Shuttle had already cracked the problem of heat when they released the P series of cases a couple of years ago. The SN27P2’s encased in the second generation of this chassis, so you’d expect it to provide at least as much cooling and space for drives as its predecessor. And you’d be right.
Key to the P’s success was the manner in which it compartmentalised the system’s components. The primary drive cradle remained unchanged from the earlier G series of cases, providing 5.25 and 3.5in external drive bays. The older G series of cases provided an extra internal 3.5in bay but as populating all three of these bays was often necessary this had the effect of reducing airflow between the drives causing them and the rest of the system to overheat.
This need not be the case in the P series of cases, though, because two more 3.5in drive cradles are provided in the top of the case. The redesign of these top bays is the most noticeable and welcome addition from the P chassis redesign. The case still comes pre-wired to accept a pair of SATA disks, but the flimsy rails have been replaced with a pair of aluminium cradles.
The drives screw into the sturdy cradles and the cradles are then screwed into the top supports of the case. This system is a lot less fiddly than the clip-on rails of the first P chassis and should also transmit less drive noise than the early model. The drives are not vibration isolated in any way though, so your system will still contain audible whirring and clicking hard disks
The noise level will be largely determined by your choice of hard disks, but at least they won’t suffer from overheating. This is because the drive compartment, in the top of the case, is cooled by a pair of 60mm exhaust fans. These may be speed controlled by the BIOS’ SmartX functions and remain near silent under normal operation. The new P2 revision also includes a header and space for a (noisy) 40mm fan to provide additional cooling if required.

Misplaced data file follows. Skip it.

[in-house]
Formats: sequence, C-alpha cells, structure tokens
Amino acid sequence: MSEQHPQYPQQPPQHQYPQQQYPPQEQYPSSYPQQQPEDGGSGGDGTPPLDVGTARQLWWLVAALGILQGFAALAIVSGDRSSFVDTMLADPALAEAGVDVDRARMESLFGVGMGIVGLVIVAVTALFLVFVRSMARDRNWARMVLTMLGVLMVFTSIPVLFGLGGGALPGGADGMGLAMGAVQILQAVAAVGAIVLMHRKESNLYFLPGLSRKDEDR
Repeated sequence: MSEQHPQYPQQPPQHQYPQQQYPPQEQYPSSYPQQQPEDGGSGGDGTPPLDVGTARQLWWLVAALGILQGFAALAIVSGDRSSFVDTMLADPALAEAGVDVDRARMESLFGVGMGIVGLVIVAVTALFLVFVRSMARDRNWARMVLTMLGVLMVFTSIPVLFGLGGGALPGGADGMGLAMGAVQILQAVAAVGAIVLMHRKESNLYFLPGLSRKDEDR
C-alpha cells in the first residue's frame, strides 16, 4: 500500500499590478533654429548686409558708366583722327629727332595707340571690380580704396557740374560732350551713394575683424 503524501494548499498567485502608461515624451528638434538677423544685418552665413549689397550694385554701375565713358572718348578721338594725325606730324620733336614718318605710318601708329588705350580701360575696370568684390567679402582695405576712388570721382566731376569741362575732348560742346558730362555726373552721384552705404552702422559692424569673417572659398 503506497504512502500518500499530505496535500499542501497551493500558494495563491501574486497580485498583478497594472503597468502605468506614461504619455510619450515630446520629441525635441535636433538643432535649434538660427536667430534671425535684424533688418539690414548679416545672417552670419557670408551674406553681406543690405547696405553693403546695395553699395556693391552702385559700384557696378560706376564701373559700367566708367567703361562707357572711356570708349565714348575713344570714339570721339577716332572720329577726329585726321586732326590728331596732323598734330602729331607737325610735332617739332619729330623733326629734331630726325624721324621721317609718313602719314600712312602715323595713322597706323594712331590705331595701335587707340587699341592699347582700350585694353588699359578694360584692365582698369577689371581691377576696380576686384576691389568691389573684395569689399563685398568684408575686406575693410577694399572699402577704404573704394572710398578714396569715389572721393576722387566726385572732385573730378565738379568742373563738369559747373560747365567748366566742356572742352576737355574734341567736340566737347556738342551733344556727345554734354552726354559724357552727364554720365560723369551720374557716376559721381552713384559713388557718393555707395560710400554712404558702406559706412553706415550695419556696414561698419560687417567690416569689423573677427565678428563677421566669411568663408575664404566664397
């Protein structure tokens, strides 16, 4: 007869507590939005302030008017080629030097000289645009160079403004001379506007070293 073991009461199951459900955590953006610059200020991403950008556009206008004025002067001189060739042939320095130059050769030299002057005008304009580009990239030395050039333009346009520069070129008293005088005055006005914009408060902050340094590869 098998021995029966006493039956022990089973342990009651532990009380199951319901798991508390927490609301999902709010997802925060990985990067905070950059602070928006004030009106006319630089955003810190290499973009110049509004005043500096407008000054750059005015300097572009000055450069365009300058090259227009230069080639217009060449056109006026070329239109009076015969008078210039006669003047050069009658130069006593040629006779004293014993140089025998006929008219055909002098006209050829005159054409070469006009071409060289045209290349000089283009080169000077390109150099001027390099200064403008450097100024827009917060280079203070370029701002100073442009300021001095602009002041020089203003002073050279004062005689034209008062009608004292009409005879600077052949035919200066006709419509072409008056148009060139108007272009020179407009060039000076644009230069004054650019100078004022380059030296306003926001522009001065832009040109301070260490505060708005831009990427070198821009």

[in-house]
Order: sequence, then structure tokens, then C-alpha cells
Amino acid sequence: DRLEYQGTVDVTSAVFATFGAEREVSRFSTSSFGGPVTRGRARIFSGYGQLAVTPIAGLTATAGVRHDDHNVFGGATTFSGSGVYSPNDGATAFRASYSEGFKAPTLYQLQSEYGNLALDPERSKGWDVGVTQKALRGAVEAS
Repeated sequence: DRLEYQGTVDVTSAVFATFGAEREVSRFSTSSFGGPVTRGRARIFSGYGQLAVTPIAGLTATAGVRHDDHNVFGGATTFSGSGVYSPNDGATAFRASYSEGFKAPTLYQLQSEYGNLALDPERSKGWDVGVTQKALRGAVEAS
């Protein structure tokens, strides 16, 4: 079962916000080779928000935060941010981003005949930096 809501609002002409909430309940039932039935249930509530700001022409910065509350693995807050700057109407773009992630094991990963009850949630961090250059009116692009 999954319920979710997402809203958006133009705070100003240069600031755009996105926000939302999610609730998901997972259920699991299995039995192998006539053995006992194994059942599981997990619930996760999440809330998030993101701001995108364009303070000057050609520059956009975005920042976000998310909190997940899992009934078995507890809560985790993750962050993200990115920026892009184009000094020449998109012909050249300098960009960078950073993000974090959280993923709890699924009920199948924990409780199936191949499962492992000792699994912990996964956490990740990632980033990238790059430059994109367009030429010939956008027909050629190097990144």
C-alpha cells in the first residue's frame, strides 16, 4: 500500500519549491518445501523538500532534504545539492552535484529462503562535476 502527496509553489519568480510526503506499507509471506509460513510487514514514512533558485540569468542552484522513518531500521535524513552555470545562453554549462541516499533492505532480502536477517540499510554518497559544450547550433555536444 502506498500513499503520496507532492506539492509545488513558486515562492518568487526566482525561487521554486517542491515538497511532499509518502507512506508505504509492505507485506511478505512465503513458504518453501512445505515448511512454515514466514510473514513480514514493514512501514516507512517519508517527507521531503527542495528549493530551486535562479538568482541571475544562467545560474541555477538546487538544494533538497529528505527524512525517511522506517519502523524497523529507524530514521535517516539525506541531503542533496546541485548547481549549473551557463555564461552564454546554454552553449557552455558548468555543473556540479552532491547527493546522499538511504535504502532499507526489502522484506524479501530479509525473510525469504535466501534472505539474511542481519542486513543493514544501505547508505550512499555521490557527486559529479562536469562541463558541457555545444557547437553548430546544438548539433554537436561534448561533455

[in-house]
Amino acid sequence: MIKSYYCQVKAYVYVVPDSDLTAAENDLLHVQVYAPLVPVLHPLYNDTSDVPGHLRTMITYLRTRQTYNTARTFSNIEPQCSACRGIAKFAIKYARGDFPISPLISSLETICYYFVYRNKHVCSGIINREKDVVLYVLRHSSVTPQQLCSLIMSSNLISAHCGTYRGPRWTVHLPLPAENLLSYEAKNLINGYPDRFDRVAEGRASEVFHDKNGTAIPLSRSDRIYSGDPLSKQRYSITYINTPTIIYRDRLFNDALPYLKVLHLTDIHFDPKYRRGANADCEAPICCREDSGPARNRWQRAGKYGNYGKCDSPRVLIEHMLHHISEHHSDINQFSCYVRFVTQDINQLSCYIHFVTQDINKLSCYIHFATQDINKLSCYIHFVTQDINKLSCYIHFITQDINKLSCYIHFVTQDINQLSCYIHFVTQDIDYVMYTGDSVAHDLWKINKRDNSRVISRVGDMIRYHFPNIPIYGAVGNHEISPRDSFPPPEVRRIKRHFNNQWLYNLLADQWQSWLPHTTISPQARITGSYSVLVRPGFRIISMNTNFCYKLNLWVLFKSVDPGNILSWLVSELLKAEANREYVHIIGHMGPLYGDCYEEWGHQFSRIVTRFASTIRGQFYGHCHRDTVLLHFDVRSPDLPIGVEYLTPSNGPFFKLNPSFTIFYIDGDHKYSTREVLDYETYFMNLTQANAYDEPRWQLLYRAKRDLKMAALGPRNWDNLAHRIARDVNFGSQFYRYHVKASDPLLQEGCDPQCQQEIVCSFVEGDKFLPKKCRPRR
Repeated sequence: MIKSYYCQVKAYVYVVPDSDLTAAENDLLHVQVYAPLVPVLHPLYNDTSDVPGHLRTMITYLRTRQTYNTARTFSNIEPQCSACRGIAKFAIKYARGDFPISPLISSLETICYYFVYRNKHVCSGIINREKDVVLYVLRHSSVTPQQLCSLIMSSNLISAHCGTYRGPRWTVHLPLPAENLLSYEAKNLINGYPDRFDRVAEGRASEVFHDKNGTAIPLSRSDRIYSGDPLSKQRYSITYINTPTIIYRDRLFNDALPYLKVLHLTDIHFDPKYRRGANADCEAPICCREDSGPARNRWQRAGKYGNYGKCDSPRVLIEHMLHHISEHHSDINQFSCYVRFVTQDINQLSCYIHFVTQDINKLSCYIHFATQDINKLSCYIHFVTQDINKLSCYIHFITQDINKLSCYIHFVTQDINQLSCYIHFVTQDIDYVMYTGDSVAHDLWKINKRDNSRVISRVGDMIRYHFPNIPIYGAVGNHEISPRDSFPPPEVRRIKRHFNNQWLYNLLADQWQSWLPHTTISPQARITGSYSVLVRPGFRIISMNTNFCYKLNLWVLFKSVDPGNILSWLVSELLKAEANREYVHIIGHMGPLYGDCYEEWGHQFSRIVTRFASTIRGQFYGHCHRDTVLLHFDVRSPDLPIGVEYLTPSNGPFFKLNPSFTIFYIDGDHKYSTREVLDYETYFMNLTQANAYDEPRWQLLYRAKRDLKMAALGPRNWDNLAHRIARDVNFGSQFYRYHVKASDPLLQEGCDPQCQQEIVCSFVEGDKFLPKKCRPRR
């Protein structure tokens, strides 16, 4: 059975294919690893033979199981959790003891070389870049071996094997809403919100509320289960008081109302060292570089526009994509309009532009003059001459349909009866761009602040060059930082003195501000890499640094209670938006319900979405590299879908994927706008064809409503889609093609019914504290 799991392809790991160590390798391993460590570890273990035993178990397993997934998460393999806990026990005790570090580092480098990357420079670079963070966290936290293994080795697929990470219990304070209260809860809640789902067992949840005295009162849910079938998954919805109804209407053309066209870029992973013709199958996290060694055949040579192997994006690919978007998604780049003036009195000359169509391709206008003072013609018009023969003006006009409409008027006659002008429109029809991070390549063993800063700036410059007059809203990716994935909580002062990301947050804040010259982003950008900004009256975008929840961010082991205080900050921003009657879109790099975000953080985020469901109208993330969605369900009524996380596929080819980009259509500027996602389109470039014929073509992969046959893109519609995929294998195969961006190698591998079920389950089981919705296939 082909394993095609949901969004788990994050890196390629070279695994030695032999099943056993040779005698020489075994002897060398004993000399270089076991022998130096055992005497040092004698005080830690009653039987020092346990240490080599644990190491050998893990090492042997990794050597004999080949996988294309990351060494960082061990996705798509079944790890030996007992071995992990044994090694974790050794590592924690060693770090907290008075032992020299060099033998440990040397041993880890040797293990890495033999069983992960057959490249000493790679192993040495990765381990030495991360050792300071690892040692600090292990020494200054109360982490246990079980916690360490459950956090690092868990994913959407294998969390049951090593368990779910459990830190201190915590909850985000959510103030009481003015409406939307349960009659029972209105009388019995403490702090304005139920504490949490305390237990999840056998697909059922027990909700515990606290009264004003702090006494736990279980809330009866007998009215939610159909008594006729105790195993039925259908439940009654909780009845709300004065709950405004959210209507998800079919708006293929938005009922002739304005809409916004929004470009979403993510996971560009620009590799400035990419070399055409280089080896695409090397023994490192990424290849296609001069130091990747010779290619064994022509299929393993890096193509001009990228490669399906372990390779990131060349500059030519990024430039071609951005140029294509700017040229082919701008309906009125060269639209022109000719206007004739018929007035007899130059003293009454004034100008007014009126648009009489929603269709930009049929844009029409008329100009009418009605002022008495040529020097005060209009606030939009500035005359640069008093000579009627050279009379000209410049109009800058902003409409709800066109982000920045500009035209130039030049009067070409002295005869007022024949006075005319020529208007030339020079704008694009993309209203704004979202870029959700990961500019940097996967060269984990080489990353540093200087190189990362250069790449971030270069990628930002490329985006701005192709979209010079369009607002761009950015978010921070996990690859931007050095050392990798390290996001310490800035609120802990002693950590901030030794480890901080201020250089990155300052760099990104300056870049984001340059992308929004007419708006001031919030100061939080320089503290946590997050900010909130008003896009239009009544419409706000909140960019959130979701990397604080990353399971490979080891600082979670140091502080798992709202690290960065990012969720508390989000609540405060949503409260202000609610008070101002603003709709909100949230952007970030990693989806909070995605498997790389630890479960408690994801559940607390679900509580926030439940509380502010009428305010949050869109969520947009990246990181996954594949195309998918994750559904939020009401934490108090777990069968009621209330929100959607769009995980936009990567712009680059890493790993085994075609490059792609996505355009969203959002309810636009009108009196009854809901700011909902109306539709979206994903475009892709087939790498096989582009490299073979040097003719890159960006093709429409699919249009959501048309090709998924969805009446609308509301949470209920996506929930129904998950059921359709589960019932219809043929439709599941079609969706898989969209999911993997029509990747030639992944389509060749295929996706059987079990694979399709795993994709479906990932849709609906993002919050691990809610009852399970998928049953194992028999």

Unlike the drive compartment, Shuttle’s ICE CPU heasink and fan hasn’t noticeably changed from the previous version. It’s still secured atop the CPU by four large bolts, and the 70mm exhaust and 92mm intake fans still suck cool air from vents on one side of the case and expel warm exhaust air directly out of the other. Once again, these fans are speed controlled by the motherboard. Unlike the smaller fans in the drive compartment, these are swift to fire up to full speed, particularly when you are playing a game or encoding video.
We tested the SN27P2 with an pretty full-on AMD FX-62, 2GB of Corsair 800MHz DDR2 memory, a Seagate Barracuda ST3400832AS hard disk and an nVidia 7900 GT. For comparison we put the Shuttle up against a reference system in a Abit KN9 motherboard and against a SK22G2, another Shuttle system. This result will mean more after we publish a full review of that system shortly.
The computer suffered no stability problems during any of the tests, completing each on the first attempt: no mean feat when running such a powerful CPU and graphics card.
If you’re short of space on your desk, but still require a powerful PC for home video editing or gaming then the SN27P2 fits the bill. It’s stable and relatively quiet with even the most demanding CPU in place. The price, at over £300, is quite high but a high-quality motherboard, case and PSU would cost a similar amount of money.
While the SN27P2 may perform very well for an M2 system it’s still not a match for Intel’s Core Duo, so it might be worth keeping an eye out for the SD37P2, which uses the same case but features an Intel 975X Socket 775 motherboard inside.